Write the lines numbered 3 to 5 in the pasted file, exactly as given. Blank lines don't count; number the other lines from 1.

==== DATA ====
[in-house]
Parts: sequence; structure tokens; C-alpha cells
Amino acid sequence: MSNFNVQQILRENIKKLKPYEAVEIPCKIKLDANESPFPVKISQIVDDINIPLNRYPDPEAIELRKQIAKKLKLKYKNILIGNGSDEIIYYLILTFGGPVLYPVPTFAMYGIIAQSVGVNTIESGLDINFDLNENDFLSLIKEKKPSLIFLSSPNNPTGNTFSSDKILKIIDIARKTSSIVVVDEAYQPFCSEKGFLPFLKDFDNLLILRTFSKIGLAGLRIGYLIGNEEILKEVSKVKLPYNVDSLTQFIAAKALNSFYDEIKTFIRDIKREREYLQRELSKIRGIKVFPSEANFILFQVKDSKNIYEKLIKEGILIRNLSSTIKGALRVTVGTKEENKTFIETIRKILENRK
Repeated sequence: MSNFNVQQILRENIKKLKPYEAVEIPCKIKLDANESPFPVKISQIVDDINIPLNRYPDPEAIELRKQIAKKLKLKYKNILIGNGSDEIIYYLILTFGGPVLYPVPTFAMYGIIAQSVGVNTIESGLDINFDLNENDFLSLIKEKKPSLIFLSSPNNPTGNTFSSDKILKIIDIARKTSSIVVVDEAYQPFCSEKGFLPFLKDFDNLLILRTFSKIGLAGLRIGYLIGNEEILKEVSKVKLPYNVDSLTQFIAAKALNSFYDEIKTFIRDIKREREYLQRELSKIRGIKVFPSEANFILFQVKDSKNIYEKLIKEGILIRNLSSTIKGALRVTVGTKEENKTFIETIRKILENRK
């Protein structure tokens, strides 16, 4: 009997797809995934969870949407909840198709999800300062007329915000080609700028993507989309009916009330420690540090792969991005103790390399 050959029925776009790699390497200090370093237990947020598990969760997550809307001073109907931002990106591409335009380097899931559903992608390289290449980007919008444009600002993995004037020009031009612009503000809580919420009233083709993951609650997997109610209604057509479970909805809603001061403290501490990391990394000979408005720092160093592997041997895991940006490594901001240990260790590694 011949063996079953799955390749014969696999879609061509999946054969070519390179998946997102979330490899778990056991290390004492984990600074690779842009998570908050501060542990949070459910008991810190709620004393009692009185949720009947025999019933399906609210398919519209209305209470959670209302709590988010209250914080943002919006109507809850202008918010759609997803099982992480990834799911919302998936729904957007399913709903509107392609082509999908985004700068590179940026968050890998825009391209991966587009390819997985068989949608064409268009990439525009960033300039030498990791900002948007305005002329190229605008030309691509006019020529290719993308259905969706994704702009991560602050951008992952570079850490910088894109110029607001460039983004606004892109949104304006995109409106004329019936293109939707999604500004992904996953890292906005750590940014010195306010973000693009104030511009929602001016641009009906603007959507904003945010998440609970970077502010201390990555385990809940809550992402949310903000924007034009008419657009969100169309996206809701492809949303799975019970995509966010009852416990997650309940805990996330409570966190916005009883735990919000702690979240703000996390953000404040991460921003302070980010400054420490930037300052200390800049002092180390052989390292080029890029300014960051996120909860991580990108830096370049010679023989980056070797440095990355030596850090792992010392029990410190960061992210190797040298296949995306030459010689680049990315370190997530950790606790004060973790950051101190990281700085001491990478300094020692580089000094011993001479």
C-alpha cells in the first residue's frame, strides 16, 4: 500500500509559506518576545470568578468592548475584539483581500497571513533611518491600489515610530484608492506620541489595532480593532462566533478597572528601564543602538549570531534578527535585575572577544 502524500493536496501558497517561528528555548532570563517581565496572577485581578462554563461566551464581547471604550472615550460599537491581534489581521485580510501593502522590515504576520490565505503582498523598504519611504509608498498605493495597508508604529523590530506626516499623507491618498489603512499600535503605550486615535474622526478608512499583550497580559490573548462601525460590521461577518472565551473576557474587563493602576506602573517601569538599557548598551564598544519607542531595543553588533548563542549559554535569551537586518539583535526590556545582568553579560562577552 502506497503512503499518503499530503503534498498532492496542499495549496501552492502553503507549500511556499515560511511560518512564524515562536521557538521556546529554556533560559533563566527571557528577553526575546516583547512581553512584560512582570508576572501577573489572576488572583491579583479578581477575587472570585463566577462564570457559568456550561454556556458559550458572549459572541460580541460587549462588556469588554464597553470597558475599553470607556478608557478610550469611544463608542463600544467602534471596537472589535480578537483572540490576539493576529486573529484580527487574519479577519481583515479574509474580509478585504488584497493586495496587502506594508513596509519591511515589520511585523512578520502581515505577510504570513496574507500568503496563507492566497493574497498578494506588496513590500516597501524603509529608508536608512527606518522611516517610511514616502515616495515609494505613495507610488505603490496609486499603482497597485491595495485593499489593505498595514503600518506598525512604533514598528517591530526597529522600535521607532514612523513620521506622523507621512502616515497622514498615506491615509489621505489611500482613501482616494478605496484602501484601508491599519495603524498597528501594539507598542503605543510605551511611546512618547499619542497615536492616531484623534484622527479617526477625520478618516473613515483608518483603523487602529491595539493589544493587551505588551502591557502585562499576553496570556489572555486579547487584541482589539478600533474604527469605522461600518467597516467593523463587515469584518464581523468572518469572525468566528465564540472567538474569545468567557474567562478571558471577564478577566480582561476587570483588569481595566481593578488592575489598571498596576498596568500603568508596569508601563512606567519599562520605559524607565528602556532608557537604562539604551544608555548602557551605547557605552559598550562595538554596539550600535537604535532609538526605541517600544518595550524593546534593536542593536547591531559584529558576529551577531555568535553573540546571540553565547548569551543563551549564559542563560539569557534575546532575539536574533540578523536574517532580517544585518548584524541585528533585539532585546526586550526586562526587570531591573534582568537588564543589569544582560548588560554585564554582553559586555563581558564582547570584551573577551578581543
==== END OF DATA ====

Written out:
Amino acid sequence: MSNFNVQQILRENIKKLKPYEAVEIPCKIKLDANESPFPVKISQIVDDINIPLNRYPDPEAIELRKQIAKKLKLKYKNILIGNGSDEIIYYLILTFGGPVLYPVPTFAMYGIIAQSVGVNTIESGLDINFDLNENDFLSLIKEKKPSLIFLSSPNNPTGNTFSSDKILKIIDIARKTSSIVVVDEAYQPFCSEKGFLPFLKDFDNLLILRTFSKIGLAGLRIGYLIGNEEILKEVSKVKLPYNVDSLTQFIAAKALNSFYDEIKTFIRDIKREREYLQRELSKIRGIKVFPSEANFILFQVKDSKNIYEKLIKEGILIRNLSSTIKGALRVTVGTKEENKTFIETIRKILENRK
Repeated sequence: MSNFNVQQILRENIKKLKPYEAVEIPCKIKLDANESPFPVKISQIVDDINIPLNRYPDPEAIELRKQIAKKLKLKYKNILIGNGSDEIIYYLILTFGGPVLYPVPTFAMYGIIAQSVGVNTIESGLDINFDLNENDFLSLIKEKKPSLIFLSSPNNPTGNTFSSDKILKIIDIARKTSSIVVVDEAYQPFCSEKGFLPFLKDFDNLLILRTFSKIGLAGLRIGYLIGNEEILKEVSKVKLPYNVDSLTQFIAAKALNSFYDEIKTFIRDIKREREYLQRELSKIRGIKVFPSEANFILFQVKDSKNIYEKLIKEGILIRNLSSTIKGALRVTVGTKEENKTFIETIRKILENRK
């Protein structure tokens, strides 16, 4: 009997797809995934969870949407909840198709999800300062007329915000080609700028993507989309009916009330420690540090792969991005103790390399 050959029925776009790699390497200090370093237990947020598990969760997550809307001073109907931002990106591409335009380097899931559903992608390289290449980007919008444009600002993995004037020009031009612009503000809580919420009233083709993951609650997997109610209604057509479970909805809603001061403290501490990391990394000979408005720092160093592997041997895991940006490594901001240990260790590694 011949063996079953799955390749014969696999879609061509999946054969070519390179998946997102979330490899778990056991290390004492984990600074690779842009998570908050501060542990949070459910008991810190709620004393009692009185949720009947025999019933399906609210398919519209209305209470959670209302709590988010209250914080943002919006109507809850202008918010759609997803099982992480990834799911919302998936729904957007399913709903509107392609082509999908985004700068590179940026968050890998825009391209991966587009390819997985068989949608064409268009990439525009960033300039030498990791900002948007305005002329190229605008030309691509006019020529290719993308259905969706994704702009991560602050951008992952570079850490910088894109110029607001460039983004606004892109949104304006995109409106004329019936293109939707999604500004992904996953890292906005750590940014010195306010973000693009104030511009929602001016641009009906603007959507904003945010998440609970970077502010201390990555385990809940809550992402949310903000924007034009008419657009969100169309996206809701492809949303799975019970995509966010009852416990997650309940805990996330409570966190916005009883735990919000702690979240703000996390953000404040991460921003302070980010400054420490930037300052200390800049002092180390052989390292080029890029300014960051996120909860991580990108830096370049010679023989980056070797440095990355030596850090792992010392029990410190960061992210190797040298296949995306030459010689680049990315370190997530950790606790004060973790950051101190990281700085001491990478300094020692580089000094011993001479």